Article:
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Rendering Disappointment!

November 6, 2009

Currently I am attempting to do some first experiments with my light screens by rendering the shadows that they cast using a ray tracing engine. The idea here is purely visual analysis. As I mentioned, I want to be able to alter the hue of the incoming light by coloring the panel surfaces it strikes on the way in. The inspiration for this is, of course, Stephen Holl’s work at the St. Ignatius Chapel in Seattle and the Kiasma Art Museum in Helsinki, both of which I have been fortunate enough to visit in real life.


Here, you see the light coloration most clearly on the walls surrounding the screening panel at the St. Ignatius Chapel. At the Kiasma the goal is not to compete with the artwork, so light is admitted and softened by bouncing it off intermediate surfaces.

Unfortunately, the problem I’ve encountered is that the renderer I currently own, Flamingo, is not powerful enough to do the rendering I require. So now the question is…which renderer do I move up to?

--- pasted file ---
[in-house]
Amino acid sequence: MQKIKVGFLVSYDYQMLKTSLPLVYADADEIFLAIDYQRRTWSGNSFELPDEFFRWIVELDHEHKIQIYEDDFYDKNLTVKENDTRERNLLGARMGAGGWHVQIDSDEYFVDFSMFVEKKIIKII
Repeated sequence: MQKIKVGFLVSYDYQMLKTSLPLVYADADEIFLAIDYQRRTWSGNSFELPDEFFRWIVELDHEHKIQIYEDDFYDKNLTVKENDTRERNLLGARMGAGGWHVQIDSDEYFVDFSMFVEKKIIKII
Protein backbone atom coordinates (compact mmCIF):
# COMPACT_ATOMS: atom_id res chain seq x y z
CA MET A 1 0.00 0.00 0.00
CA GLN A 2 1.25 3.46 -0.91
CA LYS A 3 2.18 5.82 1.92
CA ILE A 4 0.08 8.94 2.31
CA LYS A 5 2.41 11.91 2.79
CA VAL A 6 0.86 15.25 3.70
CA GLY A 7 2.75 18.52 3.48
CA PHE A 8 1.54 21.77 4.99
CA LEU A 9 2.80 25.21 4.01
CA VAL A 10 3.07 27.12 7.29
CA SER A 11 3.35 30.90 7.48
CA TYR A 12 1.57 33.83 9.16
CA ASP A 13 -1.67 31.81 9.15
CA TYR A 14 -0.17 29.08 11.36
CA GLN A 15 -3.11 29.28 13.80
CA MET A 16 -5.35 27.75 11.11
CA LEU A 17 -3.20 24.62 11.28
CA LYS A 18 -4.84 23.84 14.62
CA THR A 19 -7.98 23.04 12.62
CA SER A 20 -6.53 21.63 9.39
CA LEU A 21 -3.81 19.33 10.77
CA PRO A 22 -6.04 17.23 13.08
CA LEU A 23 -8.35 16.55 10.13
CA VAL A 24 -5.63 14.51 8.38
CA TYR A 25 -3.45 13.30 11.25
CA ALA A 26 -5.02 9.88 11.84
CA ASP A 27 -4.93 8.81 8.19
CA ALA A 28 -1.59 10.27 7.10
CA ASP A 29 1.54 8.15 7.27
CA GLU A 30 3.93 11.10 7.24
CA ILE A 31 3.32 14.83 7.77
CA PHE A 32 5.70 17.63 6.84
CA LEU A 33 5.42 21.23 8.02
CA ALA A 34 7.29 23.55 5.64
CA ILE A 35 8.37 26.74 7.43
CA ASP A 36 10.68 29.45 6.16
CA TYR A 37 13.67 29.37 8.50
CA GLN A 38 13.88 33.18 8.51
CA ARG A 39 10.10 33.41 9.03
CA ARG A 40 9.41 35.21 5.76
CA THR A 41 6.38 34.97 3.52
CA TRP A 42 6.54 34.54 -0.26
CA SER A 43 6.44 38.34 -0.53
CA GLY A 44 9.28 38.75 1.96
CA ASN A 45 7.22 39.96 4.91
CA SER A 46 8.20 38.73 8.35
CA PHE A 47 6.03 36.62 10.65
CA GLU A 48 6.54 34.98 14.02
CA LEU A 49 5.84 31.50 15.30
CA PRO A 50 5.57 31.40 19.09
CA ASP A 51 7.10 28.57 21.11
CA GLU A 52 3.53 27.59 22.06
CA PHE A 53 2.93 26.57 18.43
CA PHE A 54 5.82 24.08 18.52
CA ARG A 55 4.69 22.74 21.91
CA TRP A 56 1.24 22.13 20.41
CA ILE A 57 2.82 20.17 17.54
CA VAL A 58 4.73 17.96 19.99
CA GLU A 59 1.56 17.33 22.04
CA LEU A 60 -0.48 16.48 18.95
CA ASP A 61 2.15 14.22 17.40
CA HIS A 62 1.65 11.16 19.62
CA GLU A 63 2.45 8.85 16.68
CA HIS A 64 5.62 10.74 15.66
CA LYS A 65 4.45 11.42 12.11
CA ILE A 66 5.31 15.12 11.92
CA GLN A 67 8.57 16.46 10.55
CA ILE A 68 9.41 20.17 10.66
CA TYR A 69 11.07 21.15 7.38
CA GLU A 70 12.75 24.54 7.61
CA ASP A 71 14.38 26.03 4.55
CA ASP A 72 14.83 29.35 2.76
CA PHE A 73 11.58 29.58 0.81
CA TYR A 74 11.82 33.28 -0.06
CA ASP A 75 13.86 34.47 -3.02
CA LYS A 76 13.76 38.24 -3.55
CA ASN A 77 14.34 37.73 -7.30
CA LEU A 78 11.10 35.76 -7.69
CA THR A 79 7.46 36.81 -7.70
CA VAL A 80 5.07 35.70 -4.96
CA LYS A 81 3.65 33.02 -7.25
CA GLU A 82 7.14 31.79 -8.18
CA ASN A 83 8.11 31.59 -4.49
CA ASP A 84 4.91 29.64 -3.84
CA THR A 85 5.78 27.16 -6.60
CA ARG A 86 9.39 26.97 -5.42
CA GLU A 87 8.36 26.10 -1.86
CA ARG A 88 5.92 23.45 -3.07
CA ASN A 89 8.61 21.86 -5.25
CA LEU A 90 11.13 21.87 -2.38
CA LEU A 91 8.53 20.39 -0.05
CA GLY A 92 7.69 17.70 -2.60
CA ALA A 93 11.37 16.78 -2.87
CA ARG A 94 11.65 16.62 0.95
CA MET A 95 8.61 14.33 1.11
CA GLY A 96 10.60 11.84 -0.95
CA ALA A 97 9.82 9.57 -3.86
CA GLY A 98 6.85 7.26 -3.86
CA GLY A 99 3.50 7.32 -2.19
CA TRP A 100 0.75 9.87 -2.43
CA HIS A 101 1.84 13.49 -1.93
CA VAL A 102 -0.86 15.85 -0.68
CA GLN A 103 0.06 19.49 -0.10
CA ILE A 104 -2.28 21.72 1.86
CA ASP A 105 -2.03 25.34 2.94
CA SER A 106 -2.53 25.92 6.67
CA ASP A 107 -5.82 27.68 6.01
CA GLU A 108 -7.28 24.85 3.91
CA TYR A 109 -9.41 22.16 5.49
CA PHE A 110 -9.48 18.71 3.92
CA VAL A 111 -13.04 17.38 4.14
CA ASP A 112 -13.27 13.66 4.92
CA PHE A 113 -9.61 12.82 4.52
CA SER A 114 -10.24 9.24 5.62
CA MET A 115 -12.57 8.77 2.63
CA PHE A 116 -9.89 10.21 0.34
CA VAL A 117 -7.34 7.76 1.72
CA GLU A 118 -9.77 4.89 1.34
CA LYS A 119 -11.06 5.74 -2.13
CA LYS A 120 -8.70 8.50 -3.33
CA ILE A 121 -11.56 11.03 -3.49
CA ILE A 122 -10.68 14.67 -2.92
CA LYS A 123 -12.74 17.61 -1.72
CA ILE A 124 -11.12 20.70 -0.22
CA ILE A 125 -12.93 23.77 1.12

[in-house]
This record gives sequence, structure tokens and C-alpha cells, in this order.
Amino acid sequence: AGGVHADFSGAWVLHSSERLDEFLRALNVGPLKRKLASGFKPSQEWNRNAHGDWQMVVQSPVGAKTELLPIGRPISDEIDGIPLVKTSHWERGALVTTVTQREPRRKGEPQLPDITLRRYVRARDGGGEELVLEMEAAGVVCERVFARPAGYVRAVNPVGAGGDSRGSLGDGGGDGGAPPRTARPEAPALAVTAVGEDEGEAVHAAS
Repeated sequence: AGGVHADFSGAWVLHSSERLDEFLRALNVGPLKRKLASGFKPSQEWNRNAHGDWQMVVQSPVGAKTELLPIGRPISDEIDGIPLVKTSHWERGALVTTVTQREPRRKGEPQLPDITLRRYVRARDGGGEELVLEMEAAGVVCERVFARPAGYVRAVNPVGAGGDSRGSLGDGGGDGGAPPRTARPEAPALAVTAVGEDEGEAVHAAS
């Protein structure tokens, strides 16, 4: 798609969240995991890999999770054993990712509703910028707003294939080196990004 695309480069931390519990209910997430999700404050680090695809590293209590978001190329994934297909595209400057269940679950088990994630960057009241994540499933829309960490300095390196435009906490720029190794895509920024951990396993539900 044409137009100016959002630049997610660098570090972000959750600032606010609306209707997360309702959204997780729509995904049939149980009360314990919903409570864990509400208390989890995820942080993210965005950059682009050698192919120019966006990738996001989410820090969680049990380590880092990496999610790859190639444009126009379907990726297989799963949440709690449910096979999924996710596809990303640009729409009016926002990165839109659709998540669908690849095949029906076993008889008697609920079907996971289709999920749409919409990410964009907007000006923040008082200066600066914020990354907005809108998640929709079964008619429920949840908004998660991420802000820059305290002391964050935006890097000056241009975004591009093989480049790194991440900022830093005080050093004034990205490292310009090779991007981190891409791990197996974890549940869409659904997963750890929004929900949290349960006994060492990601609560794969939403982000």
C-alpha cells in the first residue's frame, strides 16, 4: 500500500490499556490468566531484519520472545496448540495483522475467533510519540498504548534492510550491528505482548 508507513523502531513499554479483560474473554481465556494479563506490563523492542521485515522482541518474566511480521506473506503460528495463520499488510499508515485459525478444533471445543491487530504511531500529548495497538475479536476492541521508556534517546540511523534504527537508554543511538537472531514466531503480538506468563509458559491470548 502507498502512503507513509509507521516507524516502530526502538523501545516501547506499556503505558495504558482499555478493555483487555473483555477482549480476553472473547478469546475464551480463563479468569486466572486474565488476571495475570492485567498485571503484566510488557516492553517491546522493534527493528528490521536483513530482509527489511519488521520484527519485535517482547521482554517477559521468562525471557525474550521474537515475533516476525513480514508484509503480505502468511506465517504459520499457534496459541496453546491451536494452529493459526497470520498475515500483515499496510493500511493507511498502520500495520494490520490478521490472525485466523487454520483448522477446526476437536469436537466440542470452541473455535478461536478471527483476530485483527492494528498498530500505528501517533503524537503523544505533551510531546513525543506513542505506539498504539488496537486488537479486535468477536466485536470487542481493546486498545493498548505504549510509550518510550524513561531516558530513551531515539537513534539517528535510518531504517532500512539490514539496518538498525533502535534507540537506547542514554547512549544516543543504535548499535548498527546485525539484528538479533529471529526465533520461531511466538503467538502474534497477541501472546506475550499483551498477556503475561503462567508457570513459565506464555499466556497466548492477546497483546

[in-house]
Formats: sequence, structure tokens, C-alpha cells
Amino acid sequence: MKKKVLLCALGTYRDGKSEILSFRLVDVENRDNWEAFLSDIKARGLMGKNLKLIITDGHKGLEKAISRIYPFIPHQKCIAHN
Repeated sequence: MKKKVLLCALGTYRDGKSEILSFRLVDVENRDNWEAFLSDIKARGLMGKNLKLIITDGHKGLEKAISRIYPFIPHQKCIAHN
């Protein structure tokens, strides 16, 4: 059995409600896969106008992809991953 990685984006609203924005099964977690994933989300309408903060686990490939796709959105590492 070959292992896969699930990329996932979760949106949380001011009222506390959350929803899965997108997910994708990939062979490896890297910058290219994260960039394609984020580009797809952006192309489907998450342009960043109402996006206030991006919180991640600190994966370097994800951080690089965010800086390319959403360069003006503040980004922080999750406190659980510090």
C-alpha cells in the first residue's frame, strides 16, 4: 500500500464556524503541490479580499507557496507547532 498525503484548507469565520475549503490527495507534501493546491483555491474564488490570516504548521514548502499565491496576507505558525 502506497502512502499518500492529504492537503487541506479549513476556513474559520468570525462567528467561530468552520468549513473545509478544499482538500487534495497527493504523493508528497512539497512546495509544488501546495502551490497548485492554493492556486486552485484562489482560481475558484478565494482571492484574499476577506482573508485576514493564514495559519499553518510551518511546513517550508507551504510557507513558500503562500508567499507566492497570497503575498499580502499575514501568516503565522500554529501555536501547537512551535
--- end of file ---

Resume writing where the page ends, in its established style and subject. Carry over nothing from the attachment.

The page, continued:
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5 Comments leave one →
  1. Peter permalink
    November 6, 2009 6:57 pm

    Maybe Maxwell?

    • November 9, 2009 11:40 pm

      A good thought, thanks. I am less familiar with that one than others and will take a look at it. I downloaded an eval copy of Brazil today, in part because of the obvious easy interface with Rhino.

  2. November 12, 2009 9:38 pm

    Perhaps you already have, but you might give Radiance a try. The path of least-resistance is through Ecotect, using Greg Ward’s Window’s port called Desktop Radiance. Getting the materials correct will be the trick (but that’s the case with all rendering, right?) At least Radiance will give you photometric results.

  3. November 29, 2009 4:45 am

    VRay from Chaosgroup (VRay for Rhino thru ASGVIS) is a remarkable product and has an active and indispensible support forum. The plug-in for Rhino will have no problem handling the radiance patterns. Cheers.

  4. Gary permalink
    April 11, 2010 9:13 am

    I have used Maxwell Render and Mental Ray. I found Maxwell Render easier to use just because the materials feel much more simplified and easier to understand. Also, if you haven’t already, I would suggest getting a book on professional photographic lighting. I used “Light, Science & Magic” by Fil Hunter, Steven Biver, and Paul Fuqua. Since Maxwell is uses ‘physically accurate’ lighting, I found it very helpful to understand good lighting technique.

    Good luck!

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